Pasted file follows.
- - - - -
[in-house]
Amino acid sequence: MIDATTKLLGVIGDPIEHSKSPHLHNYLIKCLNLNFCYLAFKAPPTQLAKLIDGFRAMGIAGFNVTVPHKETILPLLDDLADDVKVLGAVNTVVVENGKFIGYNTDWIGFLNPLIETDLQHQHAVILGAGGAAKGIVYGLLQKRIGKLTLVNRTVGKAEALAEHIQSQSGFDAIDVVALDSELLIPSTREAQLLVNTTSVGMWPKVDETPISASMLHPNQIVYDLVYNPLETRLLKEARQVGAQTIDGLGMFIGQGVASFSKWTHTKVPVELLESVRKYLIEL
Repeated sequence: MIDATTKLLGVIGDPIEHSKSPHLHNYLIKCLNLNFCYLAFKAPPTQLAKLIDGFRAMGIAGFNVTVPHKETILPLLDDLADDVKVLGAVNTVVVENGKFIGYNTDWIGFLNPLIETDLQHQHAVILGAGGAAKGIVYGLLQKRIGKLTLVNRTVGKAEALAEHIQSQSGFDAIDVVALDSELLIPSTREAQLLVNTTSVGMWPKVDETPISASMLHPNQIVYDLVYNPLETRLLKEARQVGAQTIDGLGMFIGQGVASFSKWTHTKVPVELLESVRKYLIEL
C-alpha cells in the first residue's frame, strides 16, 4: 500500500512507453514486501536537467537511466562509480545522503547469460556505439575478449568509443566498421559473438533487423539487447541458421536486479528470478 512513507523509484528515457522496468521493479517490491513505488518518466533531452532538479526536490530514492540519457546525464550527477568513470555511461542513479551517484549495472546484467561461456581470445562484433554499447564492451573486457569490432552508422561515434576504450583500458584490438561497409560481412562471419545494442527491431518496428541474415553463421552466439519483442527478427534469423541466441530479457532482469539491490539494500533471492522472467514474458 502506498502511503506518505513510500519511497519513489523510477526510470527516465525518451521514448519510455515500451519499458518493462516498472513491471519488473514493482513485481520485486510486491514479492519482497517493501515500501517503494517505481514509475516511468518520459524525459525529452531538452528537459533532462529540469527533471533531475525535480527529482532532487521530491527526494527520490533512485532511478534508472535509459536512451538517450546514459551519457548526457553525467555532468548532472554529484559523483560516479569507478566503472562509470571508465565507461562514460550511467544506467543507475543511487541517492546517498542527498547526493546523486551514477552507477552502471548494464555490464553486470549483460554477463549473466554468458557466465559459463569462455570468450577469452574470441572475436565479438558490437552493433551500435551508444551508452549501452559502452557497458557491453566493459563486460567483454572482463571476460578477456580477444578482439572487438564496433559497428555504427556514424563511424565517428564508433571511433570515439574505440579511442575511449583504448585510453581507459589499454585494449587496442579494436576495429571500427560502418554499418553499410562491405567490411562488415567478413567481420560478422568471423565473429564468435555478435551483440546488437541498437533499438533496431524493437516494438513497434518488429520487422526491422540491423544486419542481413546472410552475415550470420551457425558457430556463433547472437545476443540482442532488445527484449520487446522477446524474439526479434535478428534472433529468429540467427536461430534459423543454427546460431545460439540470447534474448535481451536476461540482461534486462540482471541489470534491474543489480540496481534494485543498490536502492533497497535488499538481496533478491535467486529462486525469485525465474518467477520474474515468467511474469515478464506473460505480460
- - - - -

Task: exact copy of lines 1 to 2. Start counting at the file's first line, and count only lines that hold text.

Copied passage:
[in-house]
Amino acid sequence: MIDATTKLLGVIGDPIEHSKSPHLHNYLIKCLNLNFCYLAFKAPPTQLAKLIDGFRAMGIAGFNVTVPHKETILPLLDDLADDVKVLGAVNTVVVENGKFIGYNTDWIGFLNPLIETDLQHQHAVILGAGGAAKGIVYGLLQKRIGKLTLVNRTVGKAEALAEHIQSQSGFDAIDVVALDSELLIPSTREAQLLVNTTSVGMWPKVDETPISASMLHPNQIVYDLVYNPLETRLLKEARQVGAQTIDGLGMFIGQGVASFSKWTHTKVPVELLESVRKYLIEL